How to Make Your Own Temporary Grave Marker

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Only one way exists to ensure your temporary grave marker looks and reads exactly the way you envision it: make it yourself. There are numerous additional benefits to crafting your temporary monument. You’ll save relatives from scurrying around for a permanent stone at a time they’re most vulnerable, and your efforts are bound to assure and comfort loved ones that your temporary headstone is a statement that you gracefully accept the inevitability of life’s final ritual.

Research the types of materials and designs artisans and crafters are currently using to make temporary markers, or visit cemeteries in your area. Ask staff to show you the temporary markers currently being placed on graves as they await a permanent headstone. Alternately, find books on the subject or surf the Internet (see the link in the Resources section) to gather design ideas.

Visit, phone or email the staff at the cemetery destined to be your final resting place. Query them on the types of materials, sizes and other limitations that must be adhered to at their facility for the installation of your handcrafted temporary marker.

Follow the lead of those who have experience making temporary markers (see the link in Resources) as you approach the design process. Assuming you’ve been told by cemetery authorities that you may install a temporary marker that’s 36-inches-tall by 24-inches-wide, render the design using a pen and paper or a computer draw program to scale (e.g., 6-inches-by-4-inches).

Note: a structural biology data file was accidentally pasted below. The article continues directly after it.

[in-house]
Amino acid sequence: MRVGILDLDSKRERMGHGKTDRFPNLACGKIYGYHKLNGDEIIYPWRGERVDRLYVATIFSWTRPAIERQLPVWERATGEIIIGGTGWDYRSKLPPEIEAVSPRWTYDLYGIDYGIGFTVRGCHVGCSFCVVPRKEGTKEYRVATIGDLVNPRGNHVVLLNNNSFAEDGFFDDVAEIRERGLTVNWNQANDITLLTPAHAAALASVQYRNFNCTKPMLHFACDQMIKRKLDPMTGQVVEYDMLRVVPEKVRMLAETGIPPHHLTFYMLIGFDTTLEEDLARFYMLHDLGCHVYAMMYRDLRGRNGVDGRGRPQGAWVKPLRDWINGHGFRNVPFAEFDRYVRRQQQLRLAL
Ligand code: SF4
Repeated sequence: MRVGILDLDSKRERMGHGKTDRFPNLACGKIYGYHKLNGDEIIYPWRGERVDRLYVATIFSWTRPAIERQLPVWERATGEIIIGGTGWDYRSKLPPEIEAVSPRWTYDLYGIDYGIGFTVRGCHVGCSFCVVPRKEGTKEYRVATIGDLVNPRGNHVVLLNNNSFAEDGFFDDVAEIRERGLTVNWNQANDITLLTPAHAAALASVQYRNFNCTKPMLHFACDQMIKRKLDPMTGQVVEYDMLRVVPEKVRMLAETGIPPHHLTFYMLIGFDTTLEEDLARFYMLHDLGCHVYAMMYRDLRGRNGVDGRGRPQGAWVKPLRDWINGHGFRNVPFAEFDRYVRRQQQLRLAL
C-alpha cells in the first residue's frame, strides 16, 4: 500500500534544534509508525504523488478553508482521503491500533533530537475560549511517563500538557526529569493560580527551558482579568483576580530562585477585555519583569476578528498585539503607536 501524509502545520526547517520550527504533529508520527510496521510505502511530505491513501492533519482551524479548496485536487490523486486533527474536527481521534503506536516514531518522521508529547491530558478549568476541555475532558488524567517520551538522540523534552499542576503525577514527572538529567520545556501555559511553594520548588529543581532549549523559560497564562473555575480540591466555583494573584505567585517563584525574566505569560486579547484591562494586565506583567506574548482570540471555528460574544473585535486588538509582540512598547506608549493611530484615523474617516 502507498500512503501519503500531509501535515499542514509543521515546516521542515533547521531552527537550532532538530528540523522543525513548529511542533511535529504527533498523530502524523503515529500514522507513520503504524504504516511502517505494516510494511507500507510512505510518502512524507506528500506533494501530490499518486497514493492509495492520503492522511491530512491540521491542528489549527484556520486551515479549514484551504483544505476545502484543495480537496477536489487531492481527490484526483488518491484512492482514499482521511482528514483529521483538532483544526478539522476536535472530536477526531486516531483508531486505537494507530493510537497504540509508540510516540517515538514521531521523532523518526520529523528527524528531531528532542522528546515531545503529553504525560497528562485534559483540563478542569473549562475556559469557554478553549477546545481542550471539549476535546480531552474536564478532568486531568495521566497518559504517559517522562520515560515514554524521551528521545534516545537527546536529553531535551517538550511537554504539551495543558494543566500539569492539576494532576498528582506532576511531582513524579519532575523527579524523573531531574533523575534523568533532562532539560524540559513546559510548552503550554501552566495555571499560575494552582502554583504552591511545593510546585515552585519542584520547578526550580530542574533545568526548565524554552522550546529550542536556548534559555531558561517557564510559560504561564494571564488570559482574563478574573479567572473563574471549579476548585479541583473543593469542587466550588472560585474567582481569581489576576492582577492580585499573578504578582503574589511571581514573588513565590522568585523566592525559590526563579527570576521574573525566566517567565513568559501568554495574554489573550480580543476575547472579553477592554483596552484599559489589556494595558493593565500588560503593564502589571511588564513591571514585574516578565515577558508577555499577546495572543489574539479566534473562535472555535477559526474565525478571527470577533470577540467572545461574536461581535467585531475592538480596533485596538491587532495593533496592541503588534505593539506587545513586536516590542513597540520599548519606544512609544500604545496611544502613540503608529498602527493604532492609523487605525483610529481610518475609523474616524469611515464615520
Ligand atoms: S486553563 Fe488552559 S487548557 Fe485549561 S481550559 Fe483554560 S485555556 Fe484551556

Shop for construction material. Borrow or rent carpentry and power tools you may not already own to craft your grave marker project. Work with plastic or wood, two popular materials for temporary headstones. Follow your sketch to cut your material to size using power tools and blades designed to accommodate your chosen material. Finish the edges of the temporary grave marker with a burnisher, sander or other material-specific tool.

Choose from one of the following methods of “engraving” your temporary grave marker: 1) Use sign-making router jigs or another wood burning tool to incise letters and numbers; 2) glue or nail bas relief letters of the same material (e.g., Lucite on Lucite or wood on wood) to the face of the monument; 3) have the marker professionally engraved (see the link in the Resources section) to achieve a more polished result; or 4) have a piece of copper etched with the text you’ve chosen and fasten the plate to the temporary grave marker.

Treat your temporary headstone with a sealer (e.g., Thompson’s water sealant is a good choice) if you’ve crafted the marker with wood—particularly if it’s to remain on the grave for a year in an area that is subject to harsh weather. Choose and attach lengths of sturdy material to the back of the marker (e.g., rebar or another thick metal) to give it plenty of stability when it’s plunged into the ground to secure your temporary grave marker in place.

Based in Chicago, Gail Cohen has been a professional writer for more than 30 years. She has authored and co-authored 14 books and penned hundreds of articles in consumer and trade publications, including the Illinois-based "Daily Herald" newspaper. Her newest book, "The Christmas Quilt," was published in December 2011.